By Lauren Kujo
So, I was talking to a reader the other day who said she loves a good metaphor (and I’m including similes, because one without the other is like bread without butter – see what I did there?) and I do too. I think they can make some great writing, if used well (and you avoid clichés . . . but we’ll come to that later).
Anyway, let’s first look at what a simile is, and what a metaphor is.
A simile is when you say something is like or as something else.
E.g. ‘her tears fell like rain’/’light as a feather’
A metaphor is when you say something is something else.
E.g. ‘her smile was wintery’/’his toady eyes’
Now, let’s look at why this works.
This works because it gives you more. Instead of giving you what is expected, it gives you a new perspective on something. ‘Her tears fell like rain’ – We begin to picture dark and stormy nights, cold, conflict, lashing rain. We see a lot more than if we just say ‘She cried’.
However, some similes and metaphors have been used so much, people have stopped seeing to them. If you read ‘red as a rose’/’stiff as a board’/’cat like smile’, you’re not picturing a rose garden, or a board, or a cat smiling. You’ve heard them so many times before, they don’t give you that fresh, inspiring look they might have one done!
So, how do we fix this?
Well, we sideways glance, is how!
The only way I can really explain it is to kind of mentally squint at the object or person you’re trying to describe, pick a key element or two, and then make associations with those elements.
Let’s go for 3 examples and learn as we go!
She looked at the tree through the window. It was an oak tree. She didn’t like it because it looked creepy.
(Not my finest work, but let’s move on). This does what it says on the tin. You know a girl is looking at a tree and it’s creepy. Nothing to write home about. Next!
Scene 2 (Simile time):
The branch of the tree struck the window with a sound like long nails scratching lonely notes along a glass. She shivered, staring out, willing the branch to move back. The shadow it cast on her bedside rug was as gnarled and broken as an old man’s arthritic hand.
First step with this was, sideways look at a tree. What can be creepy about a tree? Well,
we’ve all seen that stereotypical scene of a bedroom in darkness, a tree branch wavering and looking like a hand…let’s use that, but sideways glance at it. Who’s hand would that tree branch hand look like? What is the sound it would make on the window as it scraped by, and what might that sound be similar to? Then look at what associations those images conjure up! Long nails? Creepy witches, predatory animals, things that bite and scratch and dig. You imagine dirt under those nails, but then add in the glass, and the picture changes. This is a dirty, long clawed thing that is civilized enough to be holding a glass. What is this fuckery, you ask? This is how you sideways glance!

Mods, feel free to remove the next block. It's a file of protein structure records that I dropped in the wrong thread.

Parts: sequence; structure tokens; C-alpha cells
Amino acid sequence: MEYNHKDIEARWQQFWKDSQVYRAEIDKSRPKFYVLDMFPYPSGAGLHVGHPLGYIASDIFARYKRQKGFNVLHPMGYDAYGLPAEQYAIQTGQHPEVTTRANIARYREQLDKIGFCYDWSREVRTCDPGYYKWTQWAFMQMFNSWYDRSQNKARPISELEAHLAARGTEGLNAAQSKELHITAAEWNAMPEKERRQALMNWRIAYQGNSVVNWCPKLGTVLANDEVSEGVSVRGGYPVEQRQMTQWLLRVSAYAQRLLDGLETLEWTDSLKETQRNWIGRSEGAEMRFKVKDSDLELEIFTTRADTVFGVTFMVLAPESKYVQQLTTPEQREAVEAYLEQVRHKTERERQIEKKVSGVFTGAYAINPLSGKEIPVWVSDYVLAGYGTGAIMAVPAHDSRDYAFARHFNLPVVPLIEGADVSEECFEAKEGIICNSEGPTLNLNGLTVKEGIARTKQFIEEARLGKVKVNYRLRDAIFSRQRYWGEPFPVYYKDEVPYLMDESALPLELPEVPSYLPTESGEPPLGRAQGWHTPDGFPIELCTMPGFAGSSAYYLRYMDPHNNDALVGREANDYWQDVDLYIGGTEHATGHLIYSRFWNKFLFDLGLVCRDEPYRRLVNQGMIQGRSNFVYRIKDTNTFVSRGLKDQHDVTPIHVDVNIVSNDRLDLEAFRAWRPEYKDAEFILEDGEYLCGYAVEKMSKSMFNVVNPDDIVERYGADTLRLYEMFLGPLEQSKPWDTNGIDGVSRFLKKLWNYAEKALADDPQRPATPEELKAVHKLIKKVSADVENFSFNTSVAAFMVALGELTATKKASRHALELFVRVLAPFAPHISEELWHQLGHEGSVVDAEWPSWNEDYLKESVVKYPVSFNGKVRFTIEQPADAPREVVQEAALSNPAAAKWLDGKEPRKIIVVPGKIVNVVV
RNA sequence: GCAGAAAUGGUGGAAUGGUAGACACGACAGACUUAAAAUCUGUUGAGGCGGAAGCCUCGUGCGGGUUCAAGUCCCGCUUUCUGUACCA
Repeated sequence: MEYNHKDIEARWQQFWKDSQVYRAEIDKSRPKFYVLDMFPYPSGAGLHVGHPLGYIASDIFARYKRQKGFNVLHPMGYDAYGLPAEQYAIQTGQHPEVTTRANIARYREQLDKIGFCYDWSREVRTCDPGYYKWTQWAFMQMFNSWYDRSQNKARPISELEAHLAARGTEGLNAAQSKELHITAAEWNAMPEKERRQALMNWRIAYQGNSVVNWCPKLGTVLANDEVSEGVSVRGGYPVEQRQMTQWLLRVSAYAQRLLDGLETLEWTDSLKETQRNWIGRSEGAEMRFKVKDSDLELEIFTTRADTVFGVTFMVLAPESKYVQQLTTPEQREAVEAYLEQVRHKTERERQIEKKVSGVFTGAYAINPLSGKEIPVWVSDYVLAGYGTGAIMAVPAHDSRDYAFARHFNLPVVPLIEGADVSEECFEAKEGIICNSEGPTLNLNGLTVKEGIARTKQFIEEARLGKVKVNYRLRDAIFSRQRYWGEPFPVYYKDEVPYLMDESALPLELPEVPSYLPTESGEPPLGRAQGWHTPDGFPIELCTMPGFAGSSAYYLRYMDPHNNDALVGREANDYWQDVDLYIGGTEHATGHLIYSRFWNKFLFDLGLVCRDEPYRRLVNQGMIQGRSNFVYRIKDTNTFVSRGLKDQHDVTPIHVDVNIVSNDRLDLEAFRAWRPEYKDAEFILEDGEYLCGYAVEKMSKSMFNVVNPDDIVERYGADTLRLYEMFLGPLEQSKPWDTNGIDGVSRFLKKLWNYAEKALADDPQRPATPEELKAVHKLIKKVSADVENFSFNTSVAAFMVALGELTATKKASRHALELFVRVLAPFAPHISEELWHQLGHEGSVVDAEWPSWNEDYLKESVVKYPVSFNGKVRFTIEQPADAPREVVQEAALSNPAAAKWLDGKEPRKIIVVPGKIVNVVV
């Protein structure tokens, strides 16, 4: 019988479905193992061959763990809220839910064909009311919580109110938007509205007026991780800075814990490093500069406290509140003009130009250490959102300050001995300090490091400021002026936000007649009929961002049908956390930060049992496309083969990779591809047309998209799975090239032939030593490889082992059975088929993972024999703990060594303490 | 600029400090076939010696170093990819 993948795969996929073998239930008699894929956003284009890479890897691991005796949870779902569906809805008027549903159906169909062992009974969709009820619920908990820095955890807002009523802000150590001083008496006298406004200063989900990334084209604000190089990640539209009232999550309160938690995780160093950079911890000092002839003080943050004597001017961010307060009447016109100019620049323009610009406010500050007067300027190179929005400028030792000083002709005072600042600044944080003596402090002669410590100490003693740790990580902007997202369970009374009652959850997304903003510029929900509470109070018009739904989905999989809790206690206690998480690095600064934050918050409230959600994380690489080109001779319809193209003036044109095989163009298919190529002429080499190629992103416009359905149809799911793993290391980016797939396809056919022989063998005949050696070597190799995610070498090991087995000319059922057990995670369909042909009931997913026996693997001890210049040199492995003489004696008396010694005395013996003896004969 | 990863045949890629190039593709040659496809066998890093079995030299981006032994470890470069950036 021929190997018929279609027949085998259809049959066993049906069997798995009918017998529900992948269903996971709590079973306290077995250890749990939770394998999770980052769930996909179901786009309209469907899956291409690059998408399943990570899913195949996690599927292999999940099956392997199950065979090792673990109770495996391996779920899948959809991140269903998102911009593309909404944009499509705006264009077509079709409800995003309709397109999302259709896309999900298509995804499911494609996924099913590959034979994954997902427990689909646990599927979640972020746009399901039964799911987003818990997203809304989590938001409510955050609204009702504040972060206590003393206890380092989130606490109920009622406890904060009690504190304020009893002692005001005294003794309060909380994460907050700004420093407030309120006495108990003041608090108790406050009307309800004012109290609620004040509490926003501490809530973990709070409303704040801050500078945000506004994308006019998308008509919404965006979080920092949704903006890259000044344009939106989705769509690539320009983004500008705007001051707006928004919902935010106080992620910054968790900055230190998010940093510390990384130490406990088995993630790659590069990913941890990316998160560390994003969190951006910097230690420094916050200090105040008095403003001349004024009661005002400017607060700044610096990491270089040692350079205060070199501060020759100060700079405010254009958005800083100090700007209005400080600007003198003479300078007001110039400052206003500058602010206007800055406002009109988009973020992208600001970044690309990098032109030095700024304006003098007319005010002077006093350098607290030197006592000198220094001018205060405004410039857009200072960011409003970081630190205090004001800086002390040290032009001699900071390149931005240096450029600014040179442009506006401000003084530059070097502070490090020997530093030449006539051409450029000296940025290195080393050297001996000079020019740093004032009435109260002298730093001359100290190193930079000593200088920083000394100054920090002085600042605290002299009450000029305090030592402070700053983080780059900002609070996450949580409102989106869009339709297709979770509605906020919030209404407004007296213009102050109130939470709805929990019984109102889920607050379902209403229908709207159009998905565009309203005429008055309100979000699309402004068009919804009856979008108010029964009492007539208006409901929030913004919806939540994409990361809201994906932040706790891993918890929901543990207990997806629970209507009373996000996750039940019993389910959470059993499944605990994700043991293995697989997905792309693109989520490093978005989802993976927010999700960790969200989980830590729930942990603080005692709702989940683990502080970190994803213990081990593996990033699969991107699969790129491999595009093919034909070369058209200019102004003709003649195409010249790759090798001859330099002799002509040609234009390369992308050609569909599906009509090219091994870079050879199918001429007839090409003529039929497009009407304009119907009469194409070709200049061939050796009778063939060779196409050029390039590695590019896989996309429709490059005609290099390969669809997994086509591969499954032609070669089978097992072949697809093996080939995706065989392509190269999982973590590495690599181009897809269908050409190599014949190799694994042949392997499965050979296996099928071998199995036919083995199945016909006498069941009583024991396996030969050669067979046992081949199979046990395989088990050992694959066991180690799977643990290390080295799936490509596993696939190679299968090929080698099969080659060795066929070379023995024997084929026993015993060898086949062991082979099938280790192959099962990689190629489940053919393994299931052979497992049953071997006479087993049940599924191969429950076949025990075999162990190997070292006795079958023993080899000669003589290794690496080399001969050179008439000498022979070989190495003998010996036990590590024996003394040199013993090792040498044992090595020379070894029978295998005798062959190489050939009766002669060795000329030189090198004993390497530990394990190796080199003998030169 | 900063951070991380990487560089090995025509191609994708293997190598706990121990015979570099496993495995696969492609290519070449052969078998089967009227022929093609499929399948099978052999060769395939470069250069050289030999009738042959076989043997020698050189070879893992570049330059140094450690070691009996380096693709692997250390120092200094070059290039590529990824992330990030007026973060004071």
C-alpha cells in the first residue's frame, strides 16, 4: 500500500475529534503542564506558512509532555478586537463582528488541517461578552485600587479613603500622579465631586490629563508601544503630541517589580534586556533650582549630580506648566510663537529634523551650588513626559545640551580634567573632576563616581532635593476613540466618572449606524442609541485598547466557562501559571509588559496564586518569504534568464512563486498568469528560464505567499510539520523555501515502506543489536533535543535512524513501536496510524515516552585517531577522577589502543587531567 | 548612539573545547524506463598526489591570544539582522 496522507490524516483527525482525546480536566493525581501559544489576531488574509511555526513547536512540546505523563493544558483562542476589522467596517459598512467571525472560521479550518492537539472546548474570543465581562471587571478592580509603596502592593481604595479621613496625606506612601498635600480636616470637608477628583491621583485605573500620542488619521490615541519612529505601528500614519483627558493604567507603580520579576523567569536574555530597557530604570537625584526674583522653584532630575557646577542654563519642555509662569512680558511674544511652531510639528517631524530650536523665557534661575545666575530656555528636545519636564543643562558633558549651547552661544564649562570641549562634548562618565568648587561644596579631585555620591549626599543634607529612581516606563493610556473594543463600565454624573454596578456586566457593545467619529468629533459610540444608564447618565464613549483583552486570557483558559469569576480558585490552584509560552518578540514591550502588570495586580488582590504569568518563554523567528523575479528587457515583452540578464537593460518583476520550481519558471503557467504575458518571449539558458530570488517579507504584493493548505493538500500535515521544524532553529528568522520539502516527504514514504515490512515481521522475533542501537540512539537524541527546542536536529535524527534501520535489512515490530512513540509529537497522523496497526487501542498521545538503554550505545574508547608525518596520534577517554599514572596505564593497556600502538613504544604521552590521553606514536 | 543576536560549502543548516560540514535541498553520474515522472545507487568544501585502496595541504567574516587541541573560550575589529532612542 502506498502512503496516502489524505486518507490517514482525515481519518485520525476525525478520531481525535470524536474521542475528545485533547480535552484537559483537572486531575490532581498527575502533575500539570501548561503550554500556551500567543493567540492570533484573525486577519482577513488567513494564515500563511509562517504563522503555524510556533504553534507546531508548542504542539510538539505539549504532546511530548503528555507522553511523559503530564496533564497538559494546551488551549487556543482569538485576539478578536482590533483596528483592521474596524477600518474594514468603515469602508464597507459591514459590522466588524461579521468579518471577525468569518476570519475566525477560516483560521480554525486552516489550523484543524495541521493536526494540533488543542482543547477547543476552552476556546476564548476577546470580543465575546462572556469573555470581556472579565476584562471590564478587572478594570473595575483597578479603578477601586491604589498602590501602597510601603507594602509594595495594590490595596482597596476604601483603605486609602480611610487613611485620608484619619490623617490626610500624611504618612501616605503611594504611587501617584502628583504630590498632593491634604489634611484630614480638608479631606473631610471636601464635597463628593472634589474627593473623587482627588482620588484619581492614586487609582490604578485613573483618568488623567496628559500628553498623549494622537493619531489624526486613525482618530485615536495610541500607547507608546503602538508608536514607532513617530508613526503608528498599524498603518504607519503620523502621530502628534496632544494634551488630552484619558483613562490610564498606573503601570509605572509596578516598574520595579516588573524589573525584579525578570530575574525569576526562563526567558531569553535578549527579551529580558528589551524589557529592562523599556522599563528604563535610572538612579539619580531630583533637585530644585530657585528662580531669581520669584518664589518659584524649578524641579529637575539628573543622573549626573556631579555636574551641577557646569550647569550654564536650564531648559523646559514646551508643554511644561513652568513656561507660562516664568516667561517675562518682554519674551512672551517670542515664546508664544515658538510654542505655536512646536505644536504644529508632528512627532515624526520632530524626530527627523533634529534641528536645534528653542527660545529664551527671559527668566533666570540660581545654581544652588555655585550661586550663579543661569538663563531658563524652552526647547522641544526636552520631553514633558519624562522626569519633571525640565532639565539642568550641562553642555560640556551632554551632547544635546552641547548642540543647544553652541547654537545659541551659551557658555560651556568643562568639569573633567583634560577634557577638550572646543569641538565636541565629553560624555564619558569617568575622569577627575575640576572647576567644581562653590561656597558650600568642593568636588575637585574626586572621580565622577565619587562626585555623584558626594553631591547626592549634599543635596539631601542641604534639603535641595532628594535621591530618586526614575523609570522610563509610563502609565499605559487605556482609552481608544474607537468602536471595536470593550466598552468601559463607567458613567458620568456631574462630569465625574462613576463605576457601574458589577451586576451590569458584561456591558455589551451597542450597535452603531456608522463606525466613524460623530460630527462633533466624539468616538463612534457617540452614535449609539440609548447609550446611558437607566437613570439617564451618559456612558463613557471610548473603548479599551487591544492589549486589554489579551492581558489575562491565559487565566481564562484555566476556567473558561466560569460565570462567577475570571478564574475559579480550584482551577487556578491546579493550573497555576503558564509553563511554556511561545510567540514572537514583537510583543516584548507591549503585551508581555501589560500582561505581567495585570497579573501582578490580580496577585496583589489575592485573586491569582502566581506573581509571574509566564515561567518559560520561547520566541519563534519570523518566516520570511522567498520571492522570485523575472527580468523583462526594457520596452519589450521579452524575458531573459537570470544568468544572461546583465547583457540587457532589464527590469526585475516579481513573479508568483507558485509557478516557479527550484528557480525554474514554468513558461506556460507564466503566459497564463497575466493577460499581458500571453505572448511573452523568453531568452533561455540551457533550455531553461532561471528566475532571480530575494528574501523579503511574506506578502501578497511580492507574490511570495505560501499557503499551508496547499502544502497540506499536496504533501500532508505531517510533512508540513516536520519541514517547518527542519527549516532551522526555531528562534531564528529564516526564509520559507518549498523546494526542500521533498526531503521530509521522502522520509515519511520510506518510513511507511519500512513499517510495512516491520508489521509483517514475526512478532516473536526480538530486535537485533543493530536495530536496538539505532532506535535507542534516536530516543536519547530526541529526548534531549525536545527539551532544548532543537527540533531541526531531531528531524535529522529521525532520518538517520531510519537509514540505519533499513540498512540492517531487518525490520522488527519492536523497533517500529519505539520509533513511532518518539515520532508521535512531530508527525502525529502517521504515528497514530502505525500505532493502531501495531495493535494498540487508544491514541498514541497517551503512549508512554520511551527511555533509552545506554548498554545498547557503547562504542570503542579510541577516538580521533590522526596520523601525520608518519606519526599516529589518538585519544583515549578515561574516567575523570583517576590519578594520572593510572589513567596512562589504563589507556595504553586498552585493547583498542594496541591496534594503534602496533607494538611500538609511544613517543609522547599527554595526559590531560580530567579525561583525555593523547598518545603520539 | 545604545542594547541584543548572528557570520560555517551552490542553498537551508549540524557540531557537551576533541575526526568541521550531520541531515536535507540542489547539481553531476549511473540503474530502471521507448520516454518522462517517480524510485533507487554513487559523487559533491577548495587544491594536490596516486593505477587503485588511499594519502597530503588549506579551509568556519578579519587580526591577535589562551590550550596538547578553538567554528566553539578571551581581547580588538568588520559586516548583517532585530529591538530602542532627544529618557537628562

Scene 3 (Metaphor me up):
She turns away from the window, away from the tree, away from the horrifying shadow stretch of its long, skeletal arm along her floor. But still, that sound. A hissing rattle: shhhhh, click, click, click, click, shhhh, click, click, click, click, shhhh. She sees it, long fingers and long nails, grimed and filthy (with blood? Yes, she’s quite sure that’s blood), perilously thin but bunched and deformed at each knuckle. She can see it clearly, the long nails dragging on the glass (shhhh), dancing their way back down, in short, clunky movements because those thick knuckles are stiff (click, click, click, click), oh yes they are stiff, but she can also imagine them somehow slipping under the window, slipping under it and pulling it open.
Okay, so…yes, I went in on the metaphor a little bit there, but you can see how I went from my first impressions to this. Losing yourself in a metaphor like this can give insight into the mental state of the character, as well as their personality. The things they don’t like, how that affects the way they move around the world. Perhaps this young girl has a grandmother or grandfather in a hospice, the sound and shape of the tree branch remind her of the last time she saw them? Maybe it brings back smells or images from then?
The point is, don’t be afraid to go deeper, think outside the box. They say clichés are cliché for a reason, and once upon a time, yes…but why not try to make a new one? One that gives your readers a fresh perspective? You can use this idea to a greater or lesser degree; go all in like I did, or something simple. Use it in a way that suits your writing!
Meet guest blogger…
I live in sunny North Wales, with my ginger tabby, Geoffrey. I have a degree in Psychology and work as a Healthcare Assistant in Bangor Hospital. I’m currently working on my first novel, A Week of Wednesday; a character driven psychological thriller.
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instagram (@laurenkujoauthor) for short poetry and writing tips!